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Paul Phillips vs. Phil Hellmuth - Round Two of the National Heads-Up Poker Championship

by Phil Hellmuth |  Published: Sep 01, 2005


In my last column, I discussed NBC's National Heads-Up Poker Championship, which featured 60 of the top poker players in the world and a few celebrities. With an NCAA basketball tournament "bracket" type of structure, 64 players started and 32 survived round one, which is where this column begins. After beating Men Nguyen in round one, I was staring down Paul Phillips in round two.

I was expecting Paul to play very aggressively (betting and raising a ton), and that was fine with me. I already had a standard counterstrategy and was ready to implement it. I would let him do all the bidding when I had a strong hand. I would trap him like a fox in a chicken coop by checking all of my strong hands to him.

We sat down at the main television table, and Paul came out playing slowly and conservatively, like most of the great players do when they play against me. OK, that was fine, too. I like to play slowly myself, and the match turned out to be quite civil and not too over-the-top - except for a small outburst or two from me.

I found that I had a strong read on Paul: I knew when he was bluffing, but I assumed that he knew when I was bluffing, as well. So, I picked my spots, with a little bluff here and there. I knew he wouldn't let me bluff him too much.

A key hand came up when I called from the button with the A8. The flop came down 765, and Paul bet out about $2,500 into the $2,500 pot. At this point, I was down to about $21,000 of my original $40,000. With my ace high and open-end straight draw, I considered calling his $2,500 and raising $7,500, or moving all in. It looked like I could win if the turn or the river produced any of three aces, four fours, or four nines - and it was still possible that ace high was the best hand. I also thought it would be tough for Paul to call a big raise in this spot unless he had a very strong hand. Despite the compelling argument for me to raise, my gut told me that Paul would call a raise and that he had me beat. So, in the end, I decided to just call his $2,500 bet and see what the next card was.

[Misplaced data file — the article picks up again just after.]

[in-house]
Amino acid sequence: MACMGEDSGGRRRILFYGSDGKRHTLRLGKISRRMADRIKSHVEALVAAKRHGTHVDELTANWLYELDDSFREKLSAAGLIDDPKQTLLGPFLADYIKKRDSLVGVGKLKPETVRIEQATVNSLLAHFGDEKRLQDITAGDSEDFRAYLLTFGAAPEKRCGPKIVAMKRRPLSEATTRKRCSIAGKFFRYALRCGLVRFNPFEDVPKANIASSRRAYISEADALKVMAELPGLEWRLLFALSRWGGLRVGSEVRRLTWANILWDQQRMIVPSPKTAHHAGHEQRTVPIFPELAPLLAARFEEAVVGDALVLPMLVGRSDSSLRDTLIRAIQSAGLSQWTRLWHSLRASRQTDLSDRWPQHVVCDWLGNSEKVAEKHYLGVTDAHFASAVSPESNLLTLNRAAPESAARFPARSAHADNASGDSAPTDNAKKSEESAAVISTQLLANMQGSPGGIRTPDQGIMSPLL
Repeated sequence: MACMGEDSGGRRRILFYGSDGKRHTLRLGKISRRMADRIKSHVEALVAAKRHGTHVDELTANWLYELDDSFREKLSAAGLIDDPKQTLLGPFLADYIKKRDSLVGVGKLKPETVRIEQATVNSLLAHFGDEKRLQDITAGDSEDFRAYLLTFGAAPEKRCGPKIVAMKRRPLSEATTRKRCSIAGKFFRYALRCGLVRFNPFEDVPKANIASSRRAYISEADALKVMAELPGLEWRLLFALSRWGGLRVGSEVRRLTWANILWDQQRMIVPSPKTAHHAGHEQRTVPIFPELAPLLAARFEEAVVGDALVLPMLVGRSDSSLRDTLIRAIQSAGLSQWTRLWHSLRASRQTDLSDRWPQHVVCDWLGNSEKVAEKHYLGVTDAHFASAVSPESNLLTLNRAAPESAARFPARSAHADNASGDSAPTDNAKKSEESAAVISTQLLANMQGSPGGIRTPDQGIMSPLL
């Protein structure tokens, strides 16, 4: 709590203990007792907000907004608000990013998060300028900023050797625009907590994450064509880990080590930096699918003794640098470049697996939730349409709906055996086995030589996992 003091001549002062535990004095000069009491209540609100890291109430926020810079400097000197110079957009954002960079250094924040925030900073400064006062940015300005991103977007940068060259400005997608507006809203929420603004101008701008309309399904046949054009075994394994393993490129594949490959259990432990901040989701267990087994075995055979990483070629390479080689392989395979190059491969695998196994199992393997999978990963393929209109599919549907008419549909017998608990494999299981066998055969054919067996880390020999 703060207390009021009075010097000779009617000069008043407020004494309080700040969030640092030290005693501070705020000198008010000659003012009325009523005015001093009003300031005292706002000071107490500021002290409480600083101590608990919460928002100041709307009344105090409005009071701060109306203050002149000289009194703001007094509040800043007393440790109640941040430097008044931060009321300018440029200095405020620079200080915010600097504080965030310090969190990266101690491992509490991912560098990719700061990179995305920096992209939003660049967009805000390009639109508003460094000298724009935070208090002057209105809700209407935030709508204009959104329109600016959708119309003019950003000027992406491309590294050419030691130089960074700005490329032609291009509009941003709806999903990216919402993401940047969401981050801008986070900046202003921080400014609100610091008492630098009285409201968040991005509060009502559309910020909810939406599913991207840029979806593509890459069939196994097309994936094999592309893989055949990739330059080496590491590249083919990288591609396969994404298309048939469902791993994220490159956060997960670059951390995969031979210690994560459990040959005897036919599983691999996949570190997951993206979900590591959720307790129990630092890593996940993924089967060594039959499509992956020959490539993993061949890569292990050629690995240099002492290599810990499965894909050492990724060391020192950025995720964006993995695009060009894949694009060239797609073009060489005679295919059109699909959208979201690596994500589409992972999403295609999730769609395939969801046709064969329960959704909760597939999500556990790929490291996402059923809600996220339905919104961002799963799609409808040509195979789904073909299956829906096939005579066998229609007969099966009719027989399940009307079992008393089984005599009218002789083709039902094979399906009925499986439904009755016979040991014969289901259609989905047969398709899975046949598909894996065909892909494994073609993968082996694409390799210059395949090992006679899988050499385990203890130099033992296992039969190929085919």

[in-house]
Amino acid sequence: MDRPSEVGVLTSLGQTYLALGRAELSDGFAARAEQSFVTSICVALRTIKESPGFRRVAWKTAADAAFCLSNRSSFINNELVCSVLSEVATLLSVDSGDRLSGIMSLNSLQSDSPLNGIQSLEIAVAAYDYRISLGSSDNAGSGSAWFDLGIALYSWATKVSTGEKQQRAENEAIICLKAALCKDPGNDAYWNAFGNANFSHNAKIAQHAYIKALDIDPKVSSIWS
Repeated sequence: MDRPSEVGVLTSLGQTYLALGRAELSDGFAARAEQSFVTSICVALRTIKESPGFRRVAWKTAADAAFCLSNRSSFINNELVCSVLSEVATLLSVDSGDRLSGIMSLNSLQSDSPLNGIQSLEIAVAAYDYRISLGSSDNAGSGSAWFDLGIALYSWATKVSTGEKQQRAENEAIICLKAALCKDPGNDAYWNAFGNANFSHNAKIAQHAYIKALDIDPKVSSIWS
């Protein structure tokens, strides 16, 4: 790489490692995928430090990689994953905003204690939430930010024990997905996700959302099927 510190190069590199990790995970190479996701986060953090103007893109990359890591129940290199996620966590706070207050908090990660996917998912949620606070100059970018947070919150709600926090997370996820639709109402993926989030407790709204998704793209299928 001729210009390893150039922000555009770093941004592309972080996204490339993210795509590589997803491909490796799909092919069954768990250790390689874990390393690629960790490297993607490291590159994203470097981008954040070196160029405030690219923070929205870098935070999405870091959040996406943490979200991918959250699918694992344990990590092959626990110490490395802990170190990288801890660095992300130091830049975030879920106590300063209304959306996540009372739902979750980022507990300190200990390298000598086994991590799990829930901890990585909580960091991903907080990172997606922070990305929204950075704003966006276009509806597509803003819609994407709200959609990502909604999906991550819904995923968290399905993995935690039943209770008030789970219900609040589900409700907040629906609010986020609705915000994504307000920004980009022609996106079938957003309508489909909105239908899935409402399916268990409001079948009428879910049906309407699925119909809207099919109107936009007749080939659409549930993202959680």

The turn was my dream card, the 4- for a board of 7654- which gave me an 8-high straight, and also an ace-high flush draw. Now, Paul checked, and I had to decide what to do. I felt that I had to bet something, but the question was, how much? If I bet too much, he might fold; if I bet too little, I risked winning too small a pot or having him call to draw to a full house (if he had two pair).Finally, I bet $4,000, and Paul called me relatively quickly. When the safe-looking 10

hit the river, he checked and I decided that I had to make a bigger bet this time. Thus, I bet $10,000 into a $15,500 pot. Paul said, "I think you have me beat, but I feel like I have to call with my 7-high straight." He called and showed me his 6-3, for the 7-high straight. This hand turned the match around for me, and a little while later, I advanced to the Sweet 16.

Part I of this series can be found at